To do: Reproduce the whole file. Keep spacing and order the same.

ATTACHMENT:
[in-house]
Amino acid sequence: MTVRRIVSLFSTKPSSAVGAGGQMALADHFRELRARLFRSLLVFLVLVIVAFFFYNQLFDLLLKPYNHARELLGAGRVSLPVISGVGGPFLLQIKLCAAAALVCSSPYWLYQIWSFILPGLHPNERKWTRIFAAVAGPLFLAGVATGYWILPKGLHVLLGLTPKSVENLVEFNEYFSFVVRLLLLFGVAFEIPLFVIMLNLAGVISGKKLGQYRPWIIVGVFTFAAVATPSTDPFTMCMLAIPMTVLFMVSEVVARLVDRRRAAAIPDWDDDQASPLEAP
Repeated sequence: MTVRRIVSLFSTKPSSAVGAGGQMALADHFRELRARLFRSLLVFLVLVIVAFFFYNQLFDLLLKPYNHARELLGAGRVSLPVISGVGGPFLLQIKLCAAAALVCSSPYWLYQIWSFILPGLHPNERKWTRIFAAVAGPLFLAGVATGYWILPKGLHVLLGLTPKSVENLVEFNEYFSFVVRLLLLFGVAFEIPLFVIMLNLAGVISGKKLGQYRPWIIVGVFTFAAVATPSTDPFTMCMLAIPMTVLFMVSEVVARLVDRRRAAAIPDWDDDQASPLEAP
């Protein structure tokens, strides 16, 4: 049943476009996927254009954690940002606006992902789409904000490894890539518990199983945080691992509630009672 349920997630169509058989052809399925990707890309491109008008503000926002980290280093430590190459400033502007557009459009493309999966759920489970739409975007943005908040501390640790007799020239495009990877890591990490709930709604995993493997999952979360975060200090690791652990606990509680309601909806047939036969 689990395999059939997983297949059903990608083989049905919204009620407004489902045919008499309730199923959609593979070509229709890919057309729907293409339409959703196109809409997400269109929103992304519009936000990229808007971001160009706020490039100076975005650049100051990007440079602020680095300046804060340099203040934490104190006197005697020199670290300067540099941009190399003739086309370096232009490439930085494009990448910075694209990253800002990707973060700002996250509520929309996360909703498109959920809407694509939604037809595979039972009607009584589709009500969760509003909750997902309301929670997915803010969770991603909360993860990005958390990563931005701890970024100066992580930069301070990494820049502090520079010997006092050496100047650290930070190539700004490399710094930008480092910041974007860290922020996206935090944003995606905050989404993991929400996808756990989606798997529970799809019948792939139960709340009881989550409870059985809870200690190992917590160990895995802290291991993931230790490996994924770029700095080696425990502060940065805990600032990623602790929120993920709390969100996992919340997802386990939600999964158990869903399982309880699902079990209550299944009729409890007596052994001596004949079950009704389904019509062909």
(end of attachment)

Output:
[in-house]
Amino acid sequence: MTVRRIVSLFSTKPSSAVGAGGQMALADHFRELRARLFRSLLVFLVLVIVAFFFYNQLFDLLLKPYNHARELLGAGRVSLPVISGVGGPFLLQIKLCAAAALVCSSPYWLYQIWSFILPGLHPNERKWTRIFAAVAGPLFLAGVATGYWILPKGLHVLLGLTPKSVENLVEFNEYFSFVVRLLLLFGVAFEIPLFVIMLNLAGVISGKKLGQYRPWIIVGVFTFAAVATPSTDPFTMCMLAIPMTVLFMVSEVVARLVDRRRAAAIPDWDDDQASPLEAP
Repeated sequence: MTVRRIVSLFSTKPSSAVGAGGQMALADHFRELRARLFRSLLVFLVLVIVAFFFYNQLFDLLLKPYNHARELLGAGRVSLPVISGVGGPFLLQIKLCAAAALVCSSPYWLYQIWSFILPGLHPNERKWTRIFAAVAGPLFLAGVATGYWILPKGLHVLLGLTPKSVENLVEFNEYFSFVVRLLLLFGVAFEIPLFVIMLNLAGVISGKKLGQYRPWIIVGVFTFAAVATPSTDPFTMCMLAIPMTVLFMVSEVVARLVDRRRAAAIPDWDDDQASPLEAP
């Protein structure tokens, strides 16, 4: 049943476009996927254009954690940002606006992902789409904000490894890539518990199983945080691992509630009672 349920997630169509058989052809399925990707890309491109008008503000926002980290280093430590190459400033502007557009459009493309999966759920489970739409975007943005908040501390640790007799020239495009990877890591990490709930709604995993493997999952979360975060200090690791652990606990509680309601909806047939036969 689990395999059939997983297949059903990608083989049905919204009620407004489902045919008499309730199923959609593979070509229709890919057309729907293409339409959703196109809409997400269109929103992304519009936000990229808007971001160009706020490039100076975005650049100051990007440079602020680095300046804060340099203040934490104190006197005697020199670290300067540099941009190399003739086309370096232009490439930085494009990448910075694209990253800002990707973060700002996250509520929309996360909703498109959920809407694509939604037809595979039972009607009584589709009500969760509003909750997902309301929670997915803010969770991603909360993860990005958390990563931005701890970024100066992580930069301070990494820049502090520079010997006092050496100047650290930070190539700004490399710094930008480092910041974007860290922020996206935090944003995606905050989404993991929400996808756990989606798997529970799809019948792939139960709340009881989550409870059985809870200690190992917590160990895995802290291991993931230790490996994924770029700095080696425990502060940065805990600032990623602790929120993920709390969100996992919340997802386990939600999964158990869903399982309880699902079990209550299944009729409890007596052994001596004949079950009704389904019509062909």